There is definitely a disappointment in the turn taken by the Donald Trump presidency. There are folks calling it the Jeb Bush presidency. The only downside is the inflammatory tweets and statements puff Trump up into an Orange Man Bad caricature. This is also the presidency that Ross Perot would have had, except he would have faced a better deep state and cathedral. The Hitler comparisons continue. The empty tweets are also increasingly lame as we all know an executive order here and there could solve some problems as well as force the entire machine to react. The situation for ’20 looks a lot like the Obama vantage point in ’11. The problem is that win or lose, barring some Stephen Miller magic, this is shaping up to be the Pete Wilson presidency.
Pete Wilson was a US Senator and Governor of California. He was also a standard issue Republican. He won four statewide elections in California, including blowouts like his ’82 election versus Gov. Jerry Brown, his ’88 Senate re-election and the famous ’94 gubernatorial re-election. His only real nailbiter was when he first was elected governor and beat future US Senator Diane Feinstein by a few points. He won by seven, eight and more than ten percent in California even when polls showed close races or potential losses. California was solid GOP but had a swing vibe to it, as famously cite din the early ’90s film In The Line Of Fire. It is like looking at a different world.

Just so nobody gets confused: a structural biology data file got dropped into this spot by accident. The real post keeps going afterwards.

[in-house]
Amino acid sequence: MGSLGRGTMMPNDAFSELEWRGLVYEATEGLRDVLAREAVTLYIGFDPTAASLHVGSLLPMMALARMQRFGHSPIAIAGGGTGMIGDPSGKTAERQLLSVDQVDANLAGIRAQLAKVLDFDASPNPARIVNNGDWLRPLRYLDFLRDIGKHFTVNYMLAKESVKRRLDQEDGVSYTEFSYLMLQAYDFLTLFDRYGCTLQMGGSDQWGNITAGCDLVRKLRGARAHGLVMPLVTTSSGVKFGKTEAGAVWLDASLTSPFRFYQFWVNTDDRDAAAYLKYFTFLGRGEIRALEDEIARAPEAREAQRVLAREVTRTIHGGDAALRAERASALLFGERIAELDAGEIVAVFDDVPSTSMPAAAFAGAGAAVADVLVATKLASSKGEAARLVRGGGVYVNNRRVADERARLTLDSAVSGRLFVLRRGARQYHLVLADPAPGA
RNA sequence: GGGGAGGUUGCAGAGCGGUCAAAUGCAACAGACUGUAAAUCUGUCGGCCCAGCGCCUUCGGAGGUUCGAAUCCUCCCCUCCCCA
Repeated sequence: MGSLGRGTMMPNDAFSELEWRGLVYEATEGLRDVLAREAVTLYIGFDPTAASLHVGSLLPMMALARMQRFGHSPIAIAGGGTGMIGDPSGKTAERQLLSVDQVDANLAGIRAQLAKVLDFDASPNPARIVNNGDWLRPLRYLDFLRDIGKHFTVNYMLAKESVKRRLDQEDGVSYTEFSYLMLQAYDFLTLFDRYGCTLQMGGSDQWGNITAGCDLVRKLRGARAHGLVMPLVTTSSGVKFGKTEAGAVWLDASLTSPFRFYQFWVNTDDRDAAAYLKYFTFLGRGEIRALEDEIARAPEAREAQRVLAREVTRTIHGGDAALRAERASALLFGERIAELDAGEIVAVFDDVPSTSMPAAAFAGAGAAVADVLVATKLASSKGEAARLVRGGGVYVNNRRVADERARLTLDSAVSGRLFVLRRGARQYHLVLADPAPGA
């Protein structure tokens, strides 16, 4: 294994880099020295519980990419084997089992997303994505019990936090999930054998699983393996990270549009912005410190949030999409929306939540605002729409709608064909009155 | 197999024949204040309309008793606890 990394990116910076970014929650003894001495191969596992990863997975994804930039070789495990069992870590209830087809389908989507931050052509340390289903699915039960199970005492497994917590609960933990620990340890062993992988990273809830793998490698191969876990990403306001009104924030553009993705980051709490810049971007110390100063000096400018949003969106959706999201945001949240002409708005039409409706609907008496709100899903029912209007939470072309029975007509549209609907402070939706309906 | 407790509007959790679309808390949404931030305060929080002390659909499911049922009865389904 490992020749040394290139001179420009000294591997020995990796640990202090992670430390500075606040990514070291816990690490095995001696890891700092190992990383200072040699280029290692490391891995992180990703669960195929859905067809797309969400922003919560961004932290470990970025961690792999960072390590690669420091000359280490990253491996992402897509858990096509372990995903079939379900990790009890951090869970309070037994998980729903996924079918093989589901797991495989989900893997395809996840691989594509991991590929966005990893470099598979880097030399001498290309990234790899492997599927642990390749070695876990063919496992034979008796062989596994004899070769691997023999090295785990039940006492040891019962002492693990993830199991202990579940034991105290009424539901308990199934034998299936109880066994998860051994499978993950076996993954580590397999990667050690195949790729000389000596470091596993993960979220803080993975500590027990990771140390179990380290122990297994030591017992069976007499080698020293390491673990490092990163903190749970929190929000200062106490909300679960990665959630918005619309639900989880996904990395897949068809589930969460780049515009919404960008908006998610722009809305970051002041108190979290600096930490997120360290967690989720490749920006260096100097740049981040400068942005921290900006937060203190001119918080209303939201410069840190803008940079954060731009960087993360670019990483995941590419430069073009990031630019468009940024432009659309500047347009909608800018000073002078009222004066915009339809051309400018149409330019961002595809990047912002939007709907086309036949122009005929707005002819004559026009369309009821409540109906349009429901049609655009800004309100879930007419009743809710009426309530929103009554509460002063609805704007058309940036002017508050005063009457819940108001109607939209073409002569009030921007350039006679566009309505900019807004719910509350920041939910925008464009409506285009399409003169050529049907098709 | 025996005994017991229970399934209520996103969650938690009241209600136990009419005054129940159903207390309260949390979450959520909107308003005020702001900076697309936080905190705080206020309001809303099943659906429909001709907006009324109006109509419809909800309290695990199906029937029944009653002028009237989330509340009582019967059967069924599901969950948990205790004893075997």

Wilson was pro-business but had his finger on the pulse of the political winds. He saw what Pat Buchanan tapped into with regards to immigration and jumped on that bandwagon to push Prop 187, ominously named Save Our State, along with his re-election. It passed. This frightened President Bill Clinton so much that he hastily agreed to tougher immigration enforcement with a new law in an election year, which he and his successors never did but by being on the books can be used by President Trump today. How scared was Clinton? Please go back and listen to his State of the Union from ’95, and hear every line he uses that are just lines Trump says today. He sounds even harsher and more angry in his language than Trump.
Unfortunately, there was nothing Governor Wilson could do to enforce it. There were injunctions. There were lawsuits. There was also a federal judge appointed by Jimmy Carter who waited and waited to make her decision on the case. What did she wait for? She waited for Wilson to be replaced by Gray Davis. Once Davis was in power, she declared that nope, California could not enforce rules since it was the federal government’s power to do so. This now gets the reverse ruling in federal courts to stymie Trump. Wilson had an ill-fated presidential run, and was not heard from again until he engineered Arnold Schwarzenegger’s victorious and surreal recall election campaign. The rest for California is history.